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Iraqi Christians Face Genocide, Demand Separate Province and Right to Exist

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Posted on March 18 2011 12:08 pm
Lisa Graas has covered politics and religion at her blog LisaGraas.com since 2008. She has served as a crisis pregnancy counselor, youth speaker, mental health advocate and legislative consultant.

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Iraqi Christians now face genocide and are claiming a “right of existence” for all non-Muslim minorities as Islamists continue their bloody holy war against all who dare profess belief in anything but Islam.

Since 2003, hundreds of thousands of Iraqi Christians have either fled to the northern Iraqi province of Kurdistan and other countries, or have been massacred while the leftist media, the Islamapologist brigade at the White House, and even the United States Conference of Catholic Bishops maintain complete silence about their status. Regardless of what one’s views may be on the War in Iraq, there is no excuse for turning a blind eye to genocide. No matter who the perpetrators and victims are. The world needs to know the truth about the Christians of Iraq.

Freedom of conscience is one of the most important tenets of Christianity, but its infringement is among the harshest provisions of Sharia Law. While Islamapologists in the Obama Administration and the leftist media busy themselves with defending the virtues of Islam, smearing as bigots all who dare question the “‘religion of peace,” no one on the Left is mentioning how the Christians of Iraq are faring under Islamists who make up the majority in Iraq.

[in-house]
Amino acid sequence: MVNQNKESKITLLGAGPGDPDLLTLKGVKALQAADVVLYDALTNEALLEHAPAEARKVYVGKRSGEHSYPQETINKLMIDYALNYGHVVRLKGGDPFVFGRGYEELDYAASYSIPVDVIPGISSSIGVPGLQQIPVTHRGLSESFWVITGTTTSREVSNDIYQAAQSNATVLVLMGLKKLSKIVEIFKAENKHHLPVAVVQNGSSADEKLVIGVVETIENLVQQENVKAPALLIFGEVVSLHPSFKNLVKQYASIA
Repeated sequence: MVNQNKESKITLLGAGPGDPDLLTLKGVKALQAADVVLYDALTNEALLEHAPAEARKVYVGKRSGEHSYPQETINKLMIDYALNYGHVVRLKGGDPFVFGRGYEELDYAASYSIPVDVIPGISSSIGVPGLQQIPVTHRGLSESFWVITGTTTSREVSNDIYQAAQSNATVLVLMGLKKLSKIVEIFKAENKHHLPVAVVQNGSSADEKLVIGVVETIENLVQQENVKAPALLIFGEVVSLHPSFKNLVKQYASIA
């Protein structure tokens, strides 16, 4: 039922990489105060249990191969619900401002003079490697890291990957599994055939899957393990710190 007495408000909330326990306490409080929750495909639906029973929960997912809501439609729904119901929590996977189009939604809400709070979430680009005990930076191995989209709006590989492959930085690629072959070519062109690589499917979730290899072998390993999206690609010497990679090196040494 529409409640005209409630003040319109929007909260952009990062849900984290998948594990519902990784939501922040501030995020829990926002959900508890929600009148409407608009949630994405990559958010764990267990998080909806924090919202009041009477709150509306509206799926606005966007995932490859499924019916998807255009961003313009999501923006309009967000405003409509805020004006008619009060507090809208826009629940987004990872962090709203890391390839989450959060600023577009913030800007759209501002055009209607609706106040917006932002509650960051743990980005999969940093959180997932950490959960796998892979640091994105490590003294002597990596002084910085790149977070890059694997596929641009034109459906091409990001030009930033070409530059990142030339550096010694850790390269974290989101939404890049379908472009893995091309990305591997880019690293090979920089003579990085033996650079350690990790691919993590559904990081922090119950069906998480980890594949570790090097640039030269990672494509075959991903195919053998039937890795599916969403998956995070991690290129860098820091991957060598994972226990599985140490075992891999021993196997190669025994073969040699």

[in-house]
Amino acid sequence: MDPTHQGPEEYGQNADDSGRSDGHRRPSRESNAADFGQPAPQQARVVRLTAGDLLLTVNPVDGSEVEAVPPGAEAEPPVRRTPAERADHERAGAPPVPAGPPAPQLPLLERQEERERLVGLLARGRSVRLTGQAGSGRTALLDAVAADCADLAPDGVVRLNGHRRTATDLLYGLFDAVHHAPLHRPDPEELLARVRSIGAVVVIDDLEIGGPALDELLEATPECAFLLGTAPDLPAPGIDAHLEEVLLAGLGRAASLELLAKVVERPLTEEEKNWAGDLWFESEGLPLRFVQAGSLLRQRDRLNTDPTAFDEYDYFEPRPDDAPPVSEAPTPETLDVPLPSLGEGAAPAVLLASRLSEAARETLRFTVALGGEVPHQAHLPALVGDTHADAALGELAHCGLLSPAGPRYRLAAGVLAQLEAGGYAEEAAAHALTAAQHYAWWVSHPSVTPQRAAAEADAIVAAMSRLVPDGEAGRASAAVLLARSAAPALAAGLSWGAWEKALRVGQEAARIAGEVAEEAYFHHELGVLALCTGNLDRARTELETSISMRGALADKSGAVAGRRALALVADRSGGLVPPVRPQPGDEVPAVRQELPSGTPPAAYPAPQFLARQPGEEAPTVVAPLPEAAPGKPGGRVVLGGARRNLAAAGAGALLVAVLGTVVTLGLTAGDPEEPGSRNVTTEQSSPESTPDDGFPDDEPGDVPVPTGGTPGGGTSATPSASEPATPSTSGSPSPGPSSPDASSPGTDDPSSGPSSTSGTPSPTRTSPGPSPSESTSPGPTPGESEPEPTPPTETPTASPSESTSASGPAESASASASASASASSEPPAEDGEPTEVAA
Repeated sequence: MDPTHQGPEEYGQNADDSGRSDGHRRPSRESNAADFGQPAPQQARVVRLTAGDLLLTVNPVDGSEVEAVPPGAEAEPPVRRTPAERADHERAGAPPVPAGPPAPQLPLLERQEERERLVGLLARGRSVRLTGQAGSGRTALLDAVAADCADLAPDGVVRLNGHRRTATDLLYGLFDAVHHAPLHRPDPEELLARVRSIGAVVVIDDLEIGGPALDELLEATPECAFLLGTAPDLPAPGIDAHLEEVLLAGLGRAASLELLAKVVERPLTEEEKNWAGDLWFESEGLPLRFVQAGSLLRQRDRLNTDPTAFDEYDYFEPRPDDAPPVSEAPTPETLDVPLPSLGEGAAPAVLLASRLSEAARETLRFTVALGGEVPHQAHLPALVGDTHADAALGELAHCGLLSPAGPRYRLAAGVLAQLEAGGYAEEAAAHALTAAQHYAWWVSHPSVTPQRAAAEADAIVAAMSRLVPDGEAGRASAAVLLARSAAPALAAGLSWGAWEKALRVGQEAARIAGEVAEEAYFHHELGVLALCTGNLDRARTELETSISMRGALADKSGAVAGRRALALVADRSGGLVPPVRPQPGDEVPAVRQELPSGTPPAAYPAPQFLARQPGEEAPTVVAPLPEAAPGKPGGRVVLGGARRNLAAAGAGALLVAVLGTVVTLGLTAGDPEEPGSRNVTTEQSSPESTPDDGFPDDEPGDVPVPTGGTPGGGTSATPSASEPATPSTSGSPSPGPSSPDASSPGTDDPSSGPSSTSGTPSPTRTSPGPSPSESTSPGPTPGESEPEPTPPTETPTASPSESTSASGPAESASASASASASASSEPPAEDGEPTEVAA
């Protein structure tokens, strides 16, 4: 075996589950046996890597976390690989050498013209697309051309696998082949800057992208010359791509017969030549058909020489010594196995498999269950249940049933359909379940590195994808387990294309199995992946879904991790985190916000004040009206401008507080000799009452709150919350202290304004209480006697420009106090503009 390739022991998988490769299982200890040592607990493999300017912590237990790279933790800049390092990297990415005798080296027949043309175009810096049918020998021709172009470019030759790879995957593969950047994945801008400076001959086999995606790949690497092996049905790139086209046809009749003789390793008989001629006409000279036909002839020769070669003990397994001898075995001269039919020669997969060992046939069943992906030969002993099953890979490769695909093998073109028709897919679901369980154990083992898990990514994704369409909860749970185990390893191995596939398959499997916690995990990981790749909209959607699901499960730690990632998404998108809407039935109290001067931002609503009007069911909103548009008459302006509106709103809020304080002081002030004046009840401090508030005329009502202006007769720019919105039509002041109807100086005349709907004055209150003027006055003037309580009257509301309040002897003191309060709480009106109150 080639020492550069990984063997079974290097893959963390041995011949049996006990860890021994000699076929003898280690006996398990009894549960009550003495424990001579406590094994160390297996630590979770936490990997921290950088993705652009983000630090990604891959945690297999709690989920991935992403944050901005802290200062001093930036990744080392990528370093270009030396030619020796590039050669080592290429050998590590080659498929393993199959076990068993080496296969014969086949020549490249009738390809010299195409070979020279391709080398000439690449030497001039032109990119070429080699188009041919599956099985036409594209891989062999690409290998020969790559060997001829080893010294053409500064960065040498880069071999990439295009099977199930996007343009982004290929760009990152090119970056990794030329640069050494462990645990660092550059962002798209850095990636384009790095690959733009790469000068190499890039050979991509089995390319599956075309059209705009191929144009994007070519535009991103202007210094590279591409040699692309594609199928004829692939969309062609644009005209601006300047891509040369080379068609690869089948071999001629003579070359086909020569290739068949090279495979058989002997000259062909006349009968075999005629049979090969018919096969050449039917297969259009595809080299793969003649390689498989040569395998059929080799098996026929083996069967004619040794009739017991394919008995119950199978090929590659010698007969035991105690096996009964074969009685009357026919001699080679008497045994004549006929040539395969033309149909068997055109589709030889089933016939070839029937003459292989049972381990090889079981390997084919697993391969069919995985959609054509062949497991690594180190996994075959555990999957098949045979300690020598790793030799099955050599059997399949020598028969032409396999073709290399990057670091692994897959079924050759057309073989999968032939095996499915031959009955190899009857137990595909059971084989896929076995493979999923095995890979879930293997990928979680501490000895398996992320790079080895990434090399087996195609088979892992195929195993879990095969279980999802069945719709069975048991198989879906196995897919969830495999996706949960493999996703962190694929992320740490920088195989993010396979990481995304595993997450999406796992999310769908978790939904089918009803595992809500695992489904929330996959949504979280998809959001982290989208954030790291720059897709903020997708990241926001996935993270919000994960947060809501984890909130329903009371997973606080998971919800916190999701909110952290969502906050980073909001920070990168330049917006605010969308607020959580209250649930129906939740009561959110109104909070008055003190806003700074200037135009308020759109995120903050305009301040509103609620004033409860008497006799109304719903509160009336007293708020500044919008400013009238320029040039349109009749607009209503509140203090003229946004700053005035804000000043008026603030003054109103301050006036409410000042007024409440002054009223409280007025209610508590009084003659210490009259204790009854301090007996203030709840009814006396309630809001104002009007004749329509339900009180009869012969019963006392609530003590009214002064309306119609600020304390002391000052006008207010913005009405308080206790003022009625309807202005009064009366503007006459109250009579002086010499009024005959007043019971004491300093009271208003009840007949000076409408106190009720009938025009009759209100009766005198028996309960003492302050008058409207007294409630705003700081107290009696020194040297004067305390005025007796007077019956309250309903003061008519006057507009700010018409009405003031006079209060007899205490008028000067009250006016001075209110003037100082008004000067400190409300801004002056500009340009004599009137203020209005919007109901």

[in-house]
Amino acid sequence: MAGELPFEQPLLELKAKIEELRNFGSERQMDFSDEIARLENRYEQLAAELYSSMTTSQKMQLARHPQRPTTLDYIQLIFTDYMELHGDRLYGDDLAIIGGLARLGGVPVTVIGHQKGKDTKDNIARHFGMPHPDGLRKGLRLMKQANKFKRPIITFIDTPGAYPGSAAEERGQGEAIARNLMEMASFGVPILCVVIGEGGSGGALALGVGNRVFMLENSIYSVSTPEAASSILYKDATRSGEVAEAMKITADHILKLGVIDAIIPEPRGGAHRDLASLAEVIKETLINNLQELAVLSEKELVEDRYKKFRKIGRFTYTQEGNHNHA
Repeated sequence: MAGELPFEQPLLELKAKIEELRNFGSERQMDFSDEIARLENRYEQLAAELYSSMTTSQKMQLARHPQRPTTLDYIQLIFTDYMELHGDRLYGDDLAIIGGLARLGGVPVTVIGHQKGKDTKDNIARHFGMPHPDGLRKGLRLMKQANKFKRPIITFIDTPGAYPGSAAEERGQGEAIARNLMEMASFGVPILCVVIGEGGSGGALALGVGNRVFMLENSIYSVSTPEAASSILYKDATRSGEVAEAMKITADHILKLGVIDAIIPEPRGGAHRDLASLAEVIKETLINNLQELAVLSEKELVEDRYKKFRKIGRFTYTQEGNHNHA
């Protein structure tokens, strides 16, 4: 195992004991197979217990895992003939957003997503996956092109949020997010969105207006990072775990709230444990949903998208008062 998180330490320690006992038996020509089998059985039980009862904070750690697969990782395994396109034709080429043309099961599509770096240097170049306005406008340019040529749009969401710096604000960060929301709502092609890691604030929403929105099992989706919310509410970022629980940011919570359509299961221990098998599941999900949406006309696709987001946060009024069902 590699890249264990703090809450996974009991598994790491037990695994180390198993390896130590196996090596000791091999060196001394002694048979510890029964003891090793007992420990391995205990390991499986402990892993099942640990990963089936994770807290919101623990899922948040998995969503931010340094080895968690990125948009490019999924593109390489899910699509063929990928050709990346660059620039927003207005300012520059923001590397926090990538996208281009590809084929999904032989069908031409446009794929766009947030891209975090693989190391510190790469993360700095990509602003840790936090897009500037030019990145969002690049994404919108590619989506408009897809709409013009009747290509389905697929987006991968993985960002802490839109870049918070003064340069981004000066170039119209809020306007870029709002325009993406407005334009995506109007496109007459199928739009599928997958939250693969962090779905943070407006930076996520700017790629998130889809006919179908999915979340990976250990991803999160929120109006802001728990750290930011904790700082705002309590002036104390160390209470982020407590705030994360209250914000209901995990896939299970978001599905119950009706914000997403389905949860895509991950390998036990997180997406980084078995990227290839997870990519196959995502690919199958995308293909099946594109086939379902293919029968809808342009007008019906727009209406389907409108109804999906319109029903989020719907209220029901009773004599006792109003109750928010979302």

In January, Catholic Archbishop Bashar Warda of northern Iraq announced that the Church is responding to the exodus of Christians from heavily persecuted regions farther south, like Baghdad, not by building bombs, but by building a hospital and a university.

The plans we have been developing over the past few months are symbols of hope for the Christian presence in our country.

Actions such as this are the only “crusade” you will find coming out of today’s Catholic Church, no matter what the Left may have you believe.

These plans, for the construction of the hospital and university, reflect three things the Catholic Church in Iraq would like to promote: respect for the health (not destruction) of the human person, opportunity for freedom in education, and employment for those who are fleeing to the north in the face of Islamic aggression.

Despite the nature of the Christian role in Iraq, in a March 15 report to Pope Benedict’s charity for persecuted Christians, Archbishop Warda could report no good news and said that Christians now face “near genocide conditions” as “one of the non-Muslim minority inhabitants of Iraq.” Since 2003, nearly one million Iraqi Christians have either fled or been murdered. A systematic bombing campaign” has resulted in attacks on 66 churches, two convents, a monastery and an orphanage.

Who attacks orphanages? Not Mormons. Not Jews. Islamists attack orphanages. Whether in Indonesia, Ethiopia, Sudan, or Iraq, it’s not the papists who are attacking orphanages–it’s Muslims. Unlike Cardinal Sfeir of Lebanon, Archbishop Warda is clearly not content to give those who promote government  based on Islamic law a pass for crimes against humanity.

In Iraq, 40 years of war and oppression have strengthened our endurance and our resolve to stand strong and to claim our legal and historical right as a Church and as a people in Iraq. We have not come this far to give up.

Through the international support and solidarity that this report will create, I believe we can be stronger in our unity and more strategic in our search for sustainable solutions.

What we Iraqis are suffering is a crisis in cultural change. We are living in a region which cannot decide if it is for democracy or for Islamic law. It cannot decide if it is for the rights of human beings to live in freedom in all its exciting and challenging forms, or if it is for the control of the spirit and the minds of its people.

This is the kind of control that welcomes the terrorist methods of intimidation, kidnapping and killing of religious minorities.

 

Next: Non-Muslims in Iraq Call for a Separate State

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